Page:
Welcome, Earthlets, to Multiver-City One, our “2000 AD” weekly review column! Every Wednesday we examine the latest offerings from Tharg and the droids over at Rebellion/2000 AD, the galaxy’s leading producers of Thrill-Power entertainment. Let’s get right to it!
THIS WEEK IN 2000AD
Judge Dredd: Control: Part 3
Credits: Rob Williams (script), Chris Weston (art), Chris Blythe (colors), Annie Parkhouse (letters)
Matthew Blair: This is it. This is where we find out why Judge Pin has decided to start killing her colleagues and has target Dredd for termination. This is the origin of her madness.
And oh boy, it’s a doozy.
Spoilers for the Dredd story “Day of Chaos” ahead
From July 2011 to June 2012, the progs published a massive Dredd story called “Day of Chaos”, where a viral super weapon known as the ‘Chaos Bug’ wiped out over 87 percent of Mega City One and crippled the Justice Department. It was a massive story line that forever altered the status quo of the comic.
“Control: Part 3” gives us a flash back of Judge Pin and her colleague Judge Mason standing outside the city, next to the mass graves where the city is dumping the dead bodies from the aftermath of Chaos Day. It’s an overwhelming sight and leads Pin and Mason to start…hearing things that wind up driving both of them mad.
While the creative team on this story has always been brilliant, this story takes their skill and talents to a whole other level. Writer Rob Williams shows a chilling, and almost Lovecraftian, descent into cold and calculated insanity that is both terrifying and tragic. It’s enough to make me declare that Judge Pin is one of the greatest villains in Judge Dredd history.
But the best part of this story is the artwork. The flash back scene is presented in stark and simple black and white, with a little Frank Miller-esque splash of red blood. It’s a brilliant choice that somehow makes Chris Weston’s art look even better. The highlight of the story are the literal mountains of corpses that are being dumped into mass graves. The level of detail is astounding and gives the whole thing a sense of massive scope and scale.
What else is there to say about this story that hasn’t already been said? This is a fantastic story with amazing artwork that deserves all of the praise and attention that can possibly be thrown at it. Go read it now!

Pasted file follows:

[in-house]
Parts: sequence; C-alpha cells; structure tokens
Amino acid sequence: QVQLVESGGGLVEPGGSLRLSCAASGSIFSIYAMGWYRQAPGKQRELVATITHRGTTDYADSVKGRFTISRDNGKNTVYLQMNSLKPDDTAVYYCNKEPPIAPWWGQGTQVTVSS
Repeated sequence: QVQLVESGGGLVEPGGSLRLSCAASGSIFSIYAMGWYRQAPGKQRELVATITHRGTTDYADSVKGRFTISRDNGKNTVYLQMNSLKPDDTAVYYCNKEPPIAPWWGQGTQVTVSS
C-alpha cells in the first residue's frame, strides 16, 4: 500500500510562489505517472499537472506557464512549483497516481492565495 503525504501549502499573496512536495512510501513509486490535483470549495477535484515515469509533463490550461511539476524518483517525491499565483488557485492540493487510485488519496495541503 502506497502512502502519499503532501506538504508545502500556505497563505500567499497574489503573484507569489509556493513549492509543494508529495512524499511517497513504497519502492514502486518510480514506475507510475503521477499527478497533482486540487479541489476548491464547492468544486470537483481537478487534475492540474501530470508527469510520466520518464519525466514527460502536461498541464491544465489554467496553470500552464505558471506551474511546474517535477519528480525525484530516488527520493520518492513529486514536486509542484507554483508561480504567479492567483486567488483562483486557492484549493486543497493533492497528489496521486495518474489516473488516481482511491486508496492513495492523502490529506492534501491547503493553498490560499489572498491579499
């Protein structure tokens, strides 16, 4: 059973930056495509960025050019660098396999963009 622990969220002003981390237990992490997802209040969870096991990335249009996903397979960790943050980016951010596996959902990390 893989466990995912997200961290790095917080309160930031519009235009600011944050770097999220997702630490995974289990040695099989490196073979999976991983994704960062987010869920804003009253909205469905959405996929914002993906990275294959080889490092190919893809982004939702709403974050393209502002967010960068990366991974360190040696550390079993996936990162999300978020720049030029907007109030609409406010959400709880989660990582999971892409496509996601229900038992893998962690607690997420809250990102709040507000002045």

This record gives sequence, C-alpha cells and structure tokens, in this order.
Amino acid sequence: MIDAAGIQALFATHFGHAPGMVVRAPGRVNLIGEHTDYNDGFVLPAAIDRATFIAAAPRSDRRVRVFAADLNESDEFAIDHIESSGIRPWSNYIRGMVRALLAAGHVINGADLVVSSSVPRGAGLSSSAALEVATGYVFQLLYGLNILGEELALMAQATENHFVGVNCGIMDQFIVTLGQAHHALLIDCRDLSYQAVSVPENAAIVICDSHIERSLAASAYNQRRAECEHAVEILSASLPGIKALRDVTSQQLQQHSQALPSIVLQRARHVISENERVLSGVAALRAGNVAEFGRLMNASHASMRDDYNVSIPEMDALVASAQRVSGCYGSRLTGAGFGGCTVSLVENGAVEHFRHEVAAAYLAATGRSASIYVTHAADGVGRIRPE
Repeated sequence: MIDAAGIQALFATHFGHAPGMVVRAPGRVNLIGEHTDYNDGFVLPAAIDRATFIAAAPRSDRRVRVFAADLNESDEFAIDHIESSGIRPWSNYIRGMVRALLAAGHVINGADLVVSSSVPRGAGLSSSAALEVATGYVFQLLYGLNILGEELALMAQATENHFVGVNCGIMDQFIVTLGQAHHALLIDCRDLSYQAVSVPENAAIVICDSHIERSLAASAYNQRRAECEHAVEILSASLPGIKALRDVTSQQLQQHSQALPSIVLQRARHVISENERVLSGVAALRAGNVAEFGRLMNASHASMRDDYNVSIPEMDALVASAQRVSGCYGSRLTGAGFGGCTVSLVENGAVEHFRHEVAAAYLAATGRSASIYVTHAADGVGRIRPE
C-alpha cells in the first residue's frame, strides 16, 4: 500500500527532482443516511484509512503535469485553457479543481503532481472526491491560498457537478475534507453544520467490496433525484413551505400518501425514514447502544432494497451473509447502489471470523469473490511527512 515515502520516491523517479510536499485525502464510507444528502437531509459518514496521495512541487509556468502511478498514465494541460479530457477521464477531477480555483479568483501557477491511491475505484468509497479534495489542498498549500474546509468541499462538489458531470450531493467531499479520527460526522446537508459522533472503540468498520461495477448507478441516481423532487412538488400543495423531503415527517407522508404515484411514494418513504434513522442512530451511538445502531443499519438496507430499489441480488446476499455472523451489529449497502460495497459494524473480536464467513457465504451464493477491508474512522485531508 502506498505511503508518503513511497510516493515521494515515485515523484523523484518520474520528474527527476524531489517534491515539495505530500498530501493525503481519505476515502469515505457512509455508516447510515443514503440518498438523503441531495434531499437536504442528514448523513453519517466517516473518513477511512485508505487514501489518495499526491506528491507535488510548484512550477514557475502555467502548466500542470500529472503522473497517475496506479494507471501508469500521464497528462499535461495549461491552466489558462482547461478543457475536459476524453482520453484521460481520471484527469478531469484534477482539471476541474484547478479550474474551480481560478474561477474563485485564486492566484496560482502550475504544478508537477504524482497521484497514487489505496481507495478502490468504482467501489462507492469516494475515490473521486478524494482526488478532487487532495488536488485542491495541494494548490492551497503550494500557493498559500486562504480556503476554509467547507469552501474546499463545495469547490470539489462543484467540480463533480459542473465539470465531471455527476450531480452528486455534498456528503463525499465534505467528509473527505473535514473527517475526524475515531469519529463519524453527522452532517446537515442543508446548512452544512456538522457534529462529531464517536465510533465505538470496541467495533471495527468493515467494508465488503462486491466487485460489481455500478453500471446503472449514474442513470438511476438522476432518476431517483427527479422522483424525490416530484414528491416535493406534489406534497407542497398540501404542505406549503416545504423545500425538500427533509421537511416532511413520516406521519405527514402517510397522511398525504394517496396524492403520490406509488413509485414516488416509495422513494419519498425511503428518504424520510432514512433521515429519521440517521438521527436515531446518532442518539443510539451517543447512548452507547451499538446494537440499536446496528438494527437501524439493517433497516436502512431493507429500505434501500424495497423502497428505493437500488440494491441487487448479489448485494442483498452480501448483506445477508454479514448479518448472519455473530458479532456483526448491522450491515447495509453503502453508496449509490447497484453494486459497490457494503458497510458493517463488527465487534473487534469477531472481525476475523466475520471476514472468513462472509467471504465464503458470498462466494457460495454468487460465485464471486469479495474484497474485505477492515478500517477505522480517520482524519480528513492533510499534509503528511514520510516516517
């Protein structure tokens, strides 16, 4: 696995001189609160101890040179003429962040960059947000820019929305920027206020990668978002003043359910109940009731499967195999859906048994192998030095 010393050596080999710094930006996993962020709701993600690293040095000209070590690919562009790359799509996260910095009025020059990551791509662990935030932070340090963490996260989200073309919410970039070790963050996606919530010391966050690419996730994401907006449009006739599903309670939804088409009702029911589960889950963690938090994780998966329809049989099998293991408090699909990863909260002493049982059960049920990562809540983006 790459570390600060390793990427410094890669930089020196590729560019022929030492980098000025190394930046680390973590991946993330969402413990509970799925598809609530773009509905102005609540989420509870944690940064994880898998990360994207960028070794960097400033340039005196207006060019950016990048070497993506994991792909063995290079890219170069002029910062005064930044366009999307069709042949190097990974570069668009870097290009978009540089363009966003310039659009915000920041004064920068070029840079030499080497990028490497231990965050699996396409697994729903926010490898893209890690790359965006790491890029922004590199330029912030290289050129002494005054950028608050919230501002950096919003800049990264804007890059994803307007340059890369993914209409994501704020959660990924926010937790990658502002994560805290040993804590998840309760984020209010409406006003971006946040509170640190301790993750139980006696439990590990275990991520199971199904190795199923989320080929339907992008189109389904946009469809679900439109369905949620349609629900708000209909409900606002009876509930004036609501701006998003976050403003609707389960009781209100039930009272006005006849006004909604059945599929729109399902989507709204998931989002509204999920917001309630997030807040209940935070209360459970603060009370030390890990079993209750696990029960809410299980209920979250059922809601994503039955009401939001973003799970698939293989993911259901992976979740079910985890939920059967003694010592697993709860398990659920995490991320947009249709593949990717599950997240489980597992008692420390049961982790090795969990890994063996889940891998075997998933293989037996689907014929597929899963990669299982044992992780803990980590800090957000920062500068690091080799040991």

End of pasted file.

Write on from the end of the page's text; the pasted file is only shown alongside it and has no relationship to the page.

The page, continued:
Indigo Prime: Fall of the House of Vista Part Five
Credits Kek-W(script) Lee Carter (art) Ellie De Ville (letters)
Michael Mazzacane: If the previous strip felt like five pages of moving forward, the fifth part of ‘Fall of the House of Vista’ keeps that momentum in a much simpler way. As Christhulhu throws down with a variety of grotesque reimagining of various kaiju on the twisted Jekyll Island. Where the previous strip was this contrast between the inner self and the exterior, this one is fairly simple monster mash.
The concept of this strip is something I love, who dosen’t enjoy a giant monster fight? It just runs into the limitations of being presented within the pages of “2000 AD.” Five pages isn’t a lot of space to show an epic monster bash. Lee Carter’s art in this strip is technically fine, there is something right and creepy about how smooth and unnatural their coloring textures all the creatures. It just lacks the page space to really go big and land those moments. Fight choreography isn’t hard to follow, there’s a fair bit of the Christhulhu being beaten down, it just dosen’t flow very well as action. The pace moves a bit to quick one second they’re fighting the crustacean kaiju and the next it’s Mecha-Tumor Zero. The final page of the strip features the best use of scale, Carter uses a full page vertical panel to draw a full body Christhulu with this little base thrown in for scale. The use of scale carries through the rest of the page as the beleaguered remains of Indigo Prime chase after the Lanzer Group and we get our cliffhanger.Continued below
This was another solid strip of progression, it feels like something is happening now. It made the best of its limited page budget, highlighting relevant action when it could and giving us a final page that made great use of scale.
Anderson PSI Division: Martyrs part 7
Emma Beeby (script), Aneke (art), Barbara Nosenzo (colors), Simon Bowland (letters)